The Basque terrorist group’s announcement that it has ended its campaign of violence should end four decades of division and tragedy. But it also represents an opportunity for the country’s politicians to start showing some badly needed statesmanship.
A year on from the separatist group’s ceasefire announcement, ETA is weaker than ever and a peace process looks highly unlikely. But with the emergence of a new nationalist coalition, the Basque region is politically healthier.
The Basque group’s recent history has been plagued by logistical weakness and political errors. Few are celebrating its latest truce even though it offers real hope of peace and an end to ETA’s campaign of violence.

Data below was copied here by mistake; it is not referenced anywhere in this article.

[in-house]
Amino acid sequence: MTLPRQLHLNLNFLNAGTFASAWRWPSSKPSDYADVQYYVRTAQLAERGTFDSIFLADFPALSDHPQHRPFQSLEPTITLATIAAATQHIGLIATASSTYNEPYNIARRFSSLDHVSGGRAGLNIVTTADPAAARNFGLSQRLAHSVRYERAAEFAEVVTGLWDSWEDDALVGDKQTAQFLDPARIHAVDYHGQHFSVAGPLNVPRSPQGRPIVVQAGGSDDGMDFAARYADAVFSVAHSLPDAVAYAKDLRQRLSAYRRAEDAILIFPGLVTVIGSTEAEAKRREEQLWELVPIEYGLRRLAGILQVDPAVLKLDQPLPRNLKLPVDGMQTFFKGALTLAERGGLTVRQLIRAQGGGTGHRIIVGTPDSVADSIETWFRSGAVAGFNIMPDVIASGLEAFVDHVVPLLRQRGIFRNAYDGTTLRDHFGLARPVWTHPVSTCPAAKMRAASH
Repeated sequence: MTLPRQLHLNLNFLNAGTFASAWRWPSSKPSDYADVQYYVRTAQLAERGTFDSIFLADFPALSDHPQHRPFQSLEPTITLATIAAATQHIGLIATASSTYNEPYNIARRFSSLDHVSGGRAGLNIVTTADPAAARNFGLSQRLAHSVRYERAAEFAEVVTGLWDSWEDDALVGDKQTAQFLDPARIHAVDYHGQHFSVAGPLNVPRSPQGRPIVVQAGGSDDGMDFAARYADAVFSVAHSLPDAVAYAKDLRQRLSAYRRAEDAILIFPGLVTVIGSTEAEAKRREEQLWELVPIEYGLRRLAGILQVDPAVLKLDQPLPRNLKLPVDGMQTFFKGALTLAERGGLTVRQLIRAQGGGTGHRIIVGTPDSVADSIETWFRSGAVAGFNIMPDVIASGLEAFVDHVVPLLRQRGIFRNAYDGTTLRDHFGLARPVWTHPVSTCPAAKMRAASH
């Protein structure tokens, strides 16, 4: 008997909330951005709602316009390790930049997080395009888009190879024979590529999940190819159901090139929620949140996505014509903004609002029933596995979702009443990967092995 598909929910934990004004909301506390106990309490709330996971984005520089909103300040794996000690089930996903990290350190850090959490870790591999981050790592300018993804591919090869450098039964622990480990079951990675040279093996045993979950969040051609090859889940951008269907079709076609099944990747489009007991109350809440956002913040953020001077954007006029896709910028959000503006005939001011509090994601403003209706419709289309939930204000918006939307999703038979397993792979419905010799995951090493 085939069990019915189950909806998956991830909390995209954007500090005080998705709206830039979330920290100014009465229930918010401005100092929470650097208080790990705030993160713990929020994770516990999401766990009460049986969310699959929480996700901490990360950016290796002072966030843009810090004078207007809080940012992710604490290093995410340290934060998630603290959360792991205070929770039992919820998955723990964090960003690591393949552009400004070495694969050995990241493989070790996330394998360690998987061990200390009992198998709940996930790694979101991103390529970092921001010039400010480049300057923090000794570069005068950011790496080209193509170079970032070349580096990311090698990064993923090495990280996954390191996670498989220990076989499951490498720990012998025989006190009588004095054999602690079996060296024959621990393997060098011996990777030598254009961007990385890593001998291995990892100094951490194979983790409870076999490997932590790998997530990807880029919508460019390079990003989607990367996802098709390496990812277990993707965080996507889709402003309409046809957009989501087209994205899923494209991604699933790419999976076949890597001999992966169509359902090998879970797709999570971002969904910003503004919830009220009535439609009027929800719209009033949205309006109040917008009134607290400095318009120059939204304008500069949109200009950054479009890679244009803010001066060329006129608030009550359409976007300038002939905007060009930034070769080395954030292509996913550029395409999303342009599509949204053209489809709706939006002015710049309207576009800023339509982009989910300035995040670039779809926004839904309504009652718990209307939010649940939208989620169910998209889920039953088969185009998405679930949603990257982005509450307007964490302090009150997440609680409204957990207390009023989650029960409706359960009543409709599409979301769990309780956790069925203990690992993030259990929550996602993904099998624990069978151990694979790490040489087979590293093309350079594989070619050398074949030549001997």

While a number of factors influence and complicate current attempts to ensure a lasting peace in the Basque region, the changing relationship between ETA and its political wing is at the heart of this process.
James Badcock examines the political implications of ETA’s latest ceasefire and sees little room for manoeuvre on the part of the Socialist government.
The Basque group’s much-anticipated announcement of a truce is welcome but does not go nearly far enough to convince the government -or Spanish public opinion- that it is yet committed to peace.